Lisbon reminded me of San Francisco, with its steep hills and angle bottom houses hugging each other in a line, the foggy mornings and misty bay. The Golden Gate bridge replica, built by the same architects to cross the bay, adds to the similarities. My favorite Lisbon detail was the tilework seen covering many of the building walls throughout the city. 

9 of my favorite tile patterns seen throughout the city

Tiles on the building, patterns in the cobblestones. Lisbon is a delight of visual decoration


Now, a true tourist trip to Lisbon should include a visit to the areas of Belen and Sintra, home to beautiful architecture, Unesco world heritage monasteries and a top class modern art gallery. But we were all travel weary, tired of sightseeing, and just didn’t have any motivation to hoof it out to the suburbs. So after the first day which Eric describes, we just wandered around the city for the rest of our time there.
There’s this cool food hall in Libson that has apparently been purchased by Time Out Magazine, where they have many different delicious food stalls surrounding a central dining area, brightly lit and with a large glass skylight overhead. I had pictured a nice walk down there, showing it to the family where we would ooh and ahh over the options, then sit down for a fun meal. What happened instead is that Eric does this thing where he chooses or forgets to eat a meal. This results in hungry Eric. Hungry Eric is a grumpy, snappy Eric who then makes poor food choices. We ended up eating pad thai, which wasn’t bad actually, but I was too annoyed to enjoy it properly. Sigh. 

We rambled our way up to the Duque Brewery, where Eric only consented to go inside if we called it “Du-kay,” not wanting to even hint at the evil University that shall not be named. Delicious beer and we made some delightful friends from Britain who were in Lisbon for New Year’s and I hope that we manage to meet up with them again too!


We’ve settled in Maynooth, Ireland now, about 40 minutes outside of Dublin. I feel like we left these dense urban landscapes and woke up in small town Oregon. The house is a roomy three bedroom duplex, and it feels like we can stretch out again, unpack and set up a house for living, not just staying.  It’s taken some doing to get the house put together, with a lot of time spent running errands and getting things like linens, dishes, and food. We couldn’t have done it without the help from the people at Maynooth University. 
You can tell a lot about what a country prioritizes by its grocery store, and Ireland is no different. I realized that I hate the first time I go into a new grocery store in any country. It’s disorienting to say the least, since nothing is in a familiar place. The kids were along for the first visit, and add to the mental chaos as every five minutes they chirp about something that’s caught their fancy (look! Harry Potter yogurt!), but has nothing to do with the red bell peppers I’m actually hunting for. 
Here’s the flour. Divided into cream flour, plain flour and strong flour. Strong flour? I think it means it’s got a higher gluten content but I’m not sure. I didn’t think I could handle it so I opted for the more compliant cream flour instead.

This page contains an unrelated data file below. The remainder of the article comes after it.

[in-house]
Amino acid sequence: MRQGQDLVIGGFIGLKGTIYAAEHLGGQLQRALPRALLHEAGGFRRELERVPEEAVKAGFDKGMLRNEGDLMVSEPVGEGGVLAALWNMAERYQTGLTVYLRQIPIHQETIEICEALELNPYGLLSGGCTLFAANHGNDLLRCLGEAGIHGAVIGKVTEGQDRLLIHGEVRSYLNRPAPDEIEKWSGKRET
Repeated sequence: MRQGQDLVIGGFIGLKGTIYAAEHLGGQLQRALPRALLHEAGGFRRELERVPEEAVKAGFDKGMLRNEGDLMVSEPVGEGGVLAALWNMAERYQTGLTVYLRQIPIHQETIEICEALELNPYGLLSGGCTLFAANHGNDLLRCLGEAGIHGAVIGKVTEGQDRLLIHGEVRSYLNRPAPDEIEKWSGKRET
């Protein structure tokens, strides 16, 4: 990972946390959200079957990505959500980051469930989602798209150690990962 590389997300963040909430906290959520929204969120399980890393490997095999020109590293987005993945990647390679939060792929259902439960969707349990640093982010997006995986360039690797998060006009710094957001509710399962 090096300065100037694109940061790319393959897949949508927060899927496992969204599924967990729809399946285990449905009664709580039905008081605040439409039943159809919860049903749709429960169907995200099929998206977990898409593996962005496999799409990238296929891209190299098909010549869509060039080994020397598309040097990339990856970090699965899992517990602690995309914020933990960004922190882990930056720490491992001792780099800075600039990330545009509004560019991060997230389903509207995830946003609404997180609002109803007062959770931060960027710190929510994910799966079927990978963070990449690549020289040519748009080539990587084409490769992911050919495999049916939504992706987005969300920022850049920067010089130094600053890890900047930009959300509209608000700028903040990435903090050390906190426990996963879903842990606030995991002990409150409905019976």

Wall of baked beans, revolting. Sorry to the Brits and Irish, it’s an acquired taste. Also “salad cream,” not sure what that is either. It’s NOT mayonnaise, since that’s on a different shelf. A wall of custard and a TON of prepackaged jello.  I couldn’t find any ricotta cheese, but if you want cheddar in all Irish varities, you’re covered. 


And of course, and ENTIRE freezer bin aisle is dedicated to potatoes of all types. 


So far our welcome has been warm and people are really friendly and helpful. I keep wanting them to talk as much as possible just so I can hear the Irish accent. They also really say things here like “You’re grand” for “that’s fine, don’t worry!” And my favorite “I’m only delighted” pronounced “I’m onie deloyted” and it is just so cute. I know, I know, I shouldn’t make broad sweeping generalizations and I know Ireland must have it’s share of rude and mean people too, but I haven’t met any yet. 
The kids have started school too, separate schools for boys and girls. They are so happy to be back in school again, and having homeschooled very lackadaisically for the last five months, I have confirmed that you have to be either slightly insane or a very different person from me to want to do that full time, so I’m only delighted too. (See how Irish I’m becoming??) They’re learning a bit of Irish in school, and come home with their newest words. The girl loves not having any boys at school, as she now doesn’t have to spend recess coming up with attack strategies to ward off the packs of chasers as she did at home.  The boy, however, misses the balancing energy of having girls in the school, and finds the place a bit rowdy. He’s learned that he is terrible at Gaelic football and also terrible at soccer, at least how it’s played here, where the ball is largely kept up in the air by skillful feet and hardly gets a chance to roll on the ground. I’m sure he’ll slowly amass a cadre of nerds and reestablish his D&D sessions here. The girl is also making friends in her class. I do have to say that I think she is in a class too low for her. The age cutoffs are done differently here, and the work she’s doing seems to be far too easy for her. The class above is full though, so we’ll just have to supplement on our own. 
I can’t believe how quickly it feels like the last five and a half months have passed, and that we’re at the midpoint of our year away. We’re all of us happy for the time we’ve had, and also to slow down for a while and catch our breath again too, with the new experience of small town suburban living, which will be its own adventure as well. 

-s